Artist: Brigitte Fontaine
Album: Comme a la Radio
France, though an undoubtedly beautiful country, is certainly more well known for its contributions to the culinary arts over the musical arts. Though countless jazz musicians (and Jim Morrison…and Jerry Lee Lewis) made their homes in France over the years, the “essential” music that has been exported over the decades has been rather minimal. However, one French musician that simply cannot be ignored is the amazingly experimental, and undeniably talented Brigitte Fontaine. Though she did not achieve much worldwide recognition, her albums remain some of the most innovative and original works of music to this day. Though it is hard to choose her finest work, perhaps her most “accessible” album is her 1971 release, Comme a la Radio.
To be avant or progressive in 1971 was not all that uncommon, but the way in which Brigette Fontaine went about it, she was truly the “bleeding edge” of “experimental” music. The album is a bit different from the rest of the work of Brigitte Fontaine in that is a true collaboration with her writing partner, Areski, as well as the Art Ensemble of Chicago. This combination of artists who loved nothing more than pushing the boundaries of what “was” music, blend perfectly on every song, and it is clear that they are constantly trying to push the others deeper into the experiment. Even the way in which the music is mixed pushes the common notions of “how” music should sound. On Comme a la Radio, the myriad of percussive instruments are very far forward in the mix, while the horns and strings are pushed well into the background. This complete reversal of “normal” recording practices further makes the album something that truly must be experienced to be appreciated.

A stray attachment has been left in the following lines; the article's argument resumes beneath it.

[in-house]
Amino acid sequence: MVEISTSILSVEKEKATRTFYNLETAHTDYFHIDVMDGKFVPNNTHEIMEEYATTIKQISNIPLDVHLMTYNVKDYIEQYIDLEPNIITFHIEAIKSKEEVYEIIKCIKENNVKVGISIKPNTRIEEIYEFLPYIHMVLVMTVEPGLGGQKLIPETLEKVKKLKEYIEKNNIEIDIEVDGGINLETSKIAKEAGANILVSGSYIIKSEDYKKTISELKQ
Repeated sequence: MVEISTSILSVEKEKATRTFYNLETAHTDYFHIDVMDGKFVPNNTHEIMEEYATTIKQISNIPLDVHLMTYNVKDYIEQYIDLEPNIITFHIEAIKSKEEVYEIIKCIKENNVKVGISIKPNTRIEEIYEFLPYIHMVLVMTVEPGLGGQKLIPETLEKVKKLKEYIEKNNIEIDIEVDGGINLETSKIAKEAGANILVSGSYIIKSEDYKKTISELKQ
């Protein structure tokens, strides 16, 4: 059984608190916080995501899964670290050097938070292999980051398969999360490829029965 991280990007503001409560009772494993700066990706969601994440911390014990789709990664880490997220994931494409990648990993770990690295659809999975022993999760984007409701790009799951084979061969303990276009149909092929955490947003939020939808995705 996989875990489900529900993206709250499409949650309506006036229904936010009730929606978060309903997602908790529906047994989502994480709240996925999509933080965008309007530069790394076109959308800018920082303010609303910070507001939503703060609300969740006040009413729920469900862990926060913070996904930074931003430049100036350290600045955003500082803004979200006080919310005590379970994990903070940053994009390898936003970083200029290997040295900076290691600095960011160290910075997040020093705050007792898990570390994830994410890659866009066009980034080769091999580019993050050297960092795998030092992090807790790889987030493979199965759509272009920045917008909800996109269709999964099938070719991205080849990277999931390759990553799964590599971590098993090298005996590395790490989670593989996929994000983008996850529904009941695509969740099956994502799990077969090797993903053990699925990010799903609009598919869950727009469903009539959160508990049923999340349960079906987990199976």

Musically, Comme a la Radio is all over the place. With songs ranging from AfroBeat inspired chants to nearly acoustic songs, which let Fontaine fully display her amazing voice, the album is truly as eclectic as one will find anywhere. The Art Ensemble of Chicago provide the album with a gorgeous, often ethereal mood, and their own experimentation melds perfectly with that of Fontaine. The Ensemble brings everything but the kitchen sink to the record, from a chorus of muted trumpets, to dueling saxophones, and even an appearance from a bouzouki (go ahead and google that). Jumping from hard-bop to modal jazz and everything in between, the music is almost constantly bordering on chaotic, and it often leaves a rather eerie mood in its wake. This brass madness, combined with the cavalcade of percussion and sounds supplied by Areski, Comme a la Radio is a sonic explosion like no other ever recorded.
Though there are many, the true gem of Comme a la Radio, as is the case with her entire catalog, is the stunning voice of Brigette Fontaine. From whispers to belting out perfect pitches, the range and power of Fontaine’s vocals remain largely unmatched. Often times, Fontaine’s voice tip-toes over the music, creating something that can only be described as an avant lullaby. There are even tracks, like “Lettre à Monsieur le Chef de Gare de la Tour de Carol,” where Fontaine delivers a calming, somewhat erratic spoken word performance over music reminiscent of the sounds of India. Regardless of how she is approaching the vocals, Brigette Fontaine delivers stunning performances on every track on Comme a la Radio.
Being “experimental” in the music scene of 1971 was something that hordes of musicians claimed. At the front of those who truly were pushing the boundaries of what was “popular music” or “music” in general was French songbird, Brigette Fontaine. Releasing a number of impressive, truly avant records throughout the 1970’s, on Comme a la Radio, she enlisted the help of song-writing partner Areski, as well as the equally exploratory Art Ensemble of Chicago. Combining the unquestionable talents of the three parties results in some of the most original and unsurpassed musical experimentation ever recorded. Though the album varies in style, at the core is truly stunning as well as the sensational vocals of Fontaine. To experience something like no other, and yet something that is a true joy to experience, find a copy of Brigette Fontaine’s brilliant 1971 release, Comme a la Radio.
Standout tracks: “Tanka I & II,” “J’ai 26 Ans,” and “Le Noir Cest Mieux Choisi.”